WHY IS SATAN A “FALLEN ANGEL?”
If you asked any person off the street who Satan is, they’d probably say “I’ve got pepper spray, back the fuck up”…but if pressed, most would cede Satan is a “fallen angel,” cast out of Heaven for challenging god.
That one’s easy; but if you asked how they know this, things get dicey. People who have never read the Bible–so, everyone, plus or minus the equivalent populations of Texas, Florida, and North Carolina–would probably guess it says so there.
This of course is not true. There are some verses you could interpret this way, but only if you’ve already decided the conclusion ahead of time. Using this same method, I can argue that late jazz saxophonist Ernest Wiethe is the Beast of Revelation, since he did in fact have ten horns.
The real answer is longer, even more disappointing, and involves a lot of other impenetrable books–although, like the Bible, they’re books that most people who believe in such things have never read, so arguably it’s all the same anyway.
Now we could just argue that Satan has always been an angel; Job 2 says, “There was a day when the sons of god came to present themselves before the lord, and the Satan came also among them.”
Per the 1906 Jewish Encyclopedia, “son of god” usually means “an angel or demigod.” It could also mean “anyone whose piety has placed him in a filial relation to god,” but this doesn’t really make sense here, since this is a heavenly realm, and the afterlife, like brevity, is a concept most Jewish scriptural authorities do not believe in.
So angels came before god, and (the) Satan was with them; notice this doesn’t actually say the Satan is an angel, so to get even that far we’ve go to cheat a little. Mamas, don’t let your children grow up to be theologians.
The Satan is not properly Satan as we think of him, but later books do describe more explicit devils in angelic terms. The Two Ways Treatise (one of the texts found in the Dead Sea Scrolls) warns of the “Angel of Darkness,” which sounds like a great Black Metal band, while the Damascus Document mentions the “Angel of Obstruction,” which sounds like a Heavenly Senate minority gig.
But in his book The Satan (catchy title), Bible scholar Ryan Stokes points out that devilish characters like Mastema, Belial, and Beelzebub were often conflated not with angels but with evil spirits. “Hebrew scriptures do not associate demons, evil spirits, and sons of god with one another,” Stokes writes, an unfortunate status quo that continued until we forcibly integrated Hell in 666 CE.
In apocryphal books like Watchers, that strange alternative universe Jewish scripture fanfic popular today only with the some Ethiopian sects and certain YouTube rabbitholes that shame the very name of Al Gore’s Internet, evil spirits were actually the sons of the sons of god.
No, scratch that: Watchers has it that these are the GHOSTS of the sons of the sons of god, after they died in Noah’s flood. Of course, right?
“The spirits of the Nephilim lead astray, do violence, make desolate, and attack and wrestle and hurl upon the earth and cause illnesses,” Watchers says, which isn’t helped by the fact that I usually picture them as the little blinking ghosts from Pac-Man.
All this because the sons of god were evidently not supposed to intermarry with human women– god makes a very overbearing in-law, it seems.
In her book The Origin of Satan, Princeton Professor Elaine Pagels suggests that this myth of angels led astray represented the fraught religious politics of the time, as apocalyptic extremists preached that too many of their fellows had been corrupted by worldly influences.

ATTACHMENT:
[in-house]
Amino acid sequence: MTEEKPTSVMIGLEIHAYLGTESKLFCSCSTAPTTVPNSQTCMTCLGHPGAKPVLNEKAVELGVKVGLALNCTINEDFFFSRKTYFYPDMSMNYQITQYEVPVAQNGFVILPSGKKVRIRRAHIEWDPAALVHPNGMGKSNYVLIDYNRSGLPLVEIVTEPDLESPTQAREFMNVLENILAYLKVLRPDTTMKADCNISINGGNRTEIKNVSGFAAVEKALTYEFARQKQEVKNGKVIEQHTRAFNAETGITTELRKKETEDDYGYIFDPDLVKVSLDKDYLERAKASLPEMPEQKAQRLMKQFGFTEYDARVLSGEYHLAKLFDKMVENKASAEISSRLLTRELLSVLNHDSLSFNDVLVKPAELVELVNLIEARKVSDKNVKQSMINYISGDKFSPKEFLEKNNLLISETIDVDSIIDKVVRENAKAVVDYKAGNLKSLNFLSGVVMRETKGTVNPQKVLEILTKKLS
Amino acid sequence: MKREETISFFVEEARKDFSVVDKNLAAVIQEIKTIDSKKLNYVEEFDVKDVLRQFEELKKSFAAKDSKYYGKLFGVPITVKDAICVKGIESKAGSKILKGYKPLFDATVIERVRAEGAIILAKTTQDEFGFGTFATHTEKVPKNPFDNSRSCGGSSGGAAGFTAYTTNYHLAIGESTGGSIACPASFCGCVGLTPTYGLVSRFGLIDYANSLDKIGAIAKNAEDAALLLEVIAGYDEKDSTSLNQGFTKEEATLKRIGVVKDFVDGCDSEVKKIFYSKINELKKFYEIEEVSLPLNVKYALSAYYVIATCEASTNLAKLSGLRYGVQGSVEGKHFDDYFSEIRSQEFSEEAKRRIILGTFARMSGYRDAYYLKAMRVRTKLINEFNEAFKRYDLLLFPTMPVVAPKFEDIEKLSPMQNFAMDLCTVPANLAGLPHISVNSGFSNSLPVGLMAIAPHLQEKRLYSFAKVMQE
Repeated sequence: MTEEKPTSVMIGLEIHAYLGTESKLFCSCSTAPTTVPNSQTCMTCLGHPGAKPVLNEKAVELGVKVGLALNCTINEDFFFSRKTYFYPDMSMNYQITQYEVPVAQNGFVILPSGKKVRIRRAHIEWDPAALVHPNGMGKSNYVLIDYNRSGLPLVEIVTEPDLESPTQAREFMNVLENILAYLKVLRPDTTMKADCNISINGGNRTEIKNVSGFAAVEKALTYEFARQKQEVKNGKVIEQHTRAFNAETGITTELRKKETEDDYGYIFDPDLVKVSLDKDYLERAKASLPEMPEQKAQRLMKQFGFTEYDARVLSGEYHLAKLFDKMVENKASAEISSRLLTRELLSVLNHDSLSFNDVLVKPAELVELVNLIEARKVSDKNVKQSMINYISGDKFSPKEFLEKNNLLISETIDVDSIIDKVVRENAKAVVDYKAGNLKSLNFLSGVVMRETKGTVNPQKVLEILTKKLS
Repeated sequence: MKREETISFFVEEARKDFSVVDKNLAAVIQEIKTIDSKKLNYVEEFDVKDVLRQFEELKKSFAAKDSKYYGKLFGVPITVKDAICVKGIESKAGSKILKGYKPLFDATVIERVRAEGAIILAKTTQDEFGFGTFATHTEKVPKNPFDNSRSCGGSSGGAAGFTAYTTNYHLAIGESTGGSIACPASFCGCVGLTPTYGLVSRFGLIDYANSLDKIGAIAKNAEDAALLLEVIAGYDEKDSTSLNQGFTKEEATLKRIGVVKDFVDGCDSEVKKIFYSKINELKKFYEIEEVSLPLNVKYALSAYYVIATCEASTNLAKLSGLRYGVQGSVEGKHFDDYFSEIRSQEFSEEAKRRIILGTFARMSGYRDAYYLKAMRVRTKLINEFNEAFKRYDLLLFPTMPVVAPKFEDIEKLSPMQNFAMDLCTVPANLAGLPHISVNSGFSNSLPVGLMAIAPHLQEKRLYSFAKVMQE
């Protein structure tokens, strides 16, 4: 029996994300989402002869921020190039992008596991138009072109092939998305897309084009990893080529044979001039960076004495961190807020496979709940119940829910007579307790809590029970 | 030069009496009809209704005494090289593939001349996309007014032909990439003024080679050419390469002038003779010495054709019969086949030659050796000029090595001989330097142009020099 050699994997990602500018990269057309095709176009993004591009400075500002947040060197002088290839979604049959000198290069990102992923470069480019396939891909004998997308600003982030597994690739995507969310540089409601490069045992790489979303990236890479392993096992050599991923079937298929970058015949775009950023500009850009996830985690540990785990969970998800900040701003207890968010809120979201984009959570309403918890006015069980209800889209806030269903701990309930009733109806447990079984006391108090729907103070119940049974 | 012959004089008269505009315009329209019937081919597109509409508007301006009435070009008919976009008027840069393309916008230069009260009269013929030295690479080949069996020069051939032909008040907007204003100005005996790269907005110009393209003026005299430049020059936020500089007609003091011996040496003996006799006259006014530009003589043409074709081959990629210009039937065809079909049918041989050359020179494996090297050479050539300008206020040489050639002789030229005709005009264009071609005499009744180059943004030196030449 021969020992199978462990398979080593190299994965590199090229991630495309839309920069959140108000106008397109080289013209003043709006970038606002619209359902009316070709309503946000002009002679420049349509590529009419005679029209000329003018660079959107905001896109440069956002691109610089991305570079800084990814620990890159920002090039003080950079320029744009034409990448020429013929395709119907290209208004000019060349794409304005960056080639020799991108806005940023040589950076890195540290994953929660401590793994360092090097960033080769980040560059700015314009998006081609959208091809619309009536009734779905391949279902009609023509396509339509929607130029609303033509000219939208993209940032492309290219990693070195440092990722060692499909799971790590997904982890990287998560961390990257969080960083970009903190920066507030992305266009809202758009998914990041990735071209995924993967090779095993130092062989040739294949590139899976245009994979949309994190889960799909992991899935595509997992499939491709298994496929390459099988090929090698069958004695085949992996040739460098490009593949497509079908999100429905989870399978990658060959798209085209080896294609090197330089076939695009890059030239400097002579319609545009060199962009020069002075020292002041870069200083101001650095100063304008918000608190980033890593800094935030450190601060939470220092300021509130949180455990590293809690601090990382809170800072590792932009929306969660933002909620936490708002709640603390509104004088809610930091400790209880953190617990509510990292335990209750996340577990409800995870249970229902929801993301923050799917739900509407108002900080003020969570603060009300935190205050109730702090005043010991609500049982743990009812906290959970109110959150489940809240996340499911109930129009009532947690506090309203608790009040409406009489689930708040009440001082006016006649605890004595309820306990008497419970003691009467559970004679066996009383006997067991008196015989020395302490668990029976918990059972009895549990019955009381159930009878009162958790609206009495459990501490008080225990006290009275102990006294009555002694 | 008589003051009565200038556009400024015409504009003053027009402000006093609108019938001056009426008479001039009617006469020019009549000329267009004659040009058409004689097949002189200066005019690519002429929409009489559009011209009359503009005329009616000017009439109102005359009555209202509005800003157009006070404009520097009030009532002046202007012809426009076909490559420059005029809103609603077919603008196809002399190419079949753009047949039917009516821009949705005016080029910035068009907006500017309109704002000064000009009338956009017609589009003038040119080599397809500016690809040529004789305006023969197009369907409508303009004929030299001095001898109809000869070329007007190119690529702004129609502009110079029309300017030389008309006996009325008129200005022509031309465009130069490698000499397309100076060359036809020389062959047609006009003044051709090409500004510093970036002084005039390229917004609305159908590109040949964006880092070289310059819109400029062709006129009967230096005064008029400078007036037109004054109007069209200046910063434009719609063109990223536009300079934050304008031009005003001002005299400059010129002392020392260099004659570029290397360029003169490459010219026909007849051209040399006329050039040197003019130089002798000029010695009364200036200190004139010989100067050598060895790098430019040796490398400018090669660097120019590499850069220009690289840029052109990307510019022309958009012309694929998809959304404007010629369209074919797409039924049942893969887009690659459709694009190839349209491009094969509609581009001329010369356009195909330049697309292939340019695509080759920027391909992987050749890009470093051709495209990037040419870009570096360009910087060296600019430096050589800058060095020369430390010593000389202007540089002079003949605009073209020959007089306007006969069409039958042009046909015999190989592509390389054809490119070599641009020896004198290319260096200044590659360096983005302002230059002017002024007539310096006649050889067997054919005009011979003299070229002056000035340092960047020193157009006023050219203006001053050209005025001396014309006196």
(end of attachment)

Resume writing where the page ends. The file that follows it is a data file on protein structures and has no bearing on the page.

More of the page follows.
If even angels could fall into such sin, how much more the risk for mere mortals? It’s not surprising that later Christian preachers found this metaphor attractive; even today, I can only imagine the paralyzing church boner it would give them.
But books like Watchers and Jubilees, which spell out these “fallen angel” concepts, are not part of most modern Christian traditions. So where did it come from?
I can propose one guess. Although in truth, I may be happier if I don’t.
Remember a couple months back when we talked about how Justin Martyr, the father of Christian apologetics, might have accidentally conflated Satan with the serpent in Genesis via a translation error?
Well, he’s at it again.
Justin–who at this point I’m picturing as Patrick Warburton’s Kronk character from The Emperor’s New Groove–wrote in his Second Apology (Justin was a bit of a pioneer in the history of bad celebrity apologies…) around 150 CE of angels who “were captivated by love of women and begot children who are those that are called demons,” obviously recycling the Watchers myth but not alluding to it directly.
Justin does not use the name Satan in his Apology–but he did preserve the angel story for this new religious tradition, and many of those who later read his works filled in the Beelze-blanks.
Interestingly, the original myth of sinful angels and their demonic children fell out of fashion–fifth century Bishop Theodoret of Cyrus called it both “stupid” and “silly.” Stories like Watchers became apocrypha, some of it even heretical
But the notion of Satan as fallen angel was widely accepted, so it stuck around. No canonical text bolsters or even really references it, but it forms a kind of Terminator paradox loop of somehow engendering itself.
Apologetics is supposed to be the field that defends religion from criticism, so it’s remarkable that the original Christian apologist did much to illustrate how arbitrary many of the ideas we take for granted really are.
Why do most people believe most things? Simply, because they do.
If we can be even a little more reasoned and consistent in our own religious and philosophical thinking, then with just those few, small steps, we will have outpaced many millennia of conventional wisdom.
The bar is pretty low; but it still falls to us to make sure we step over it.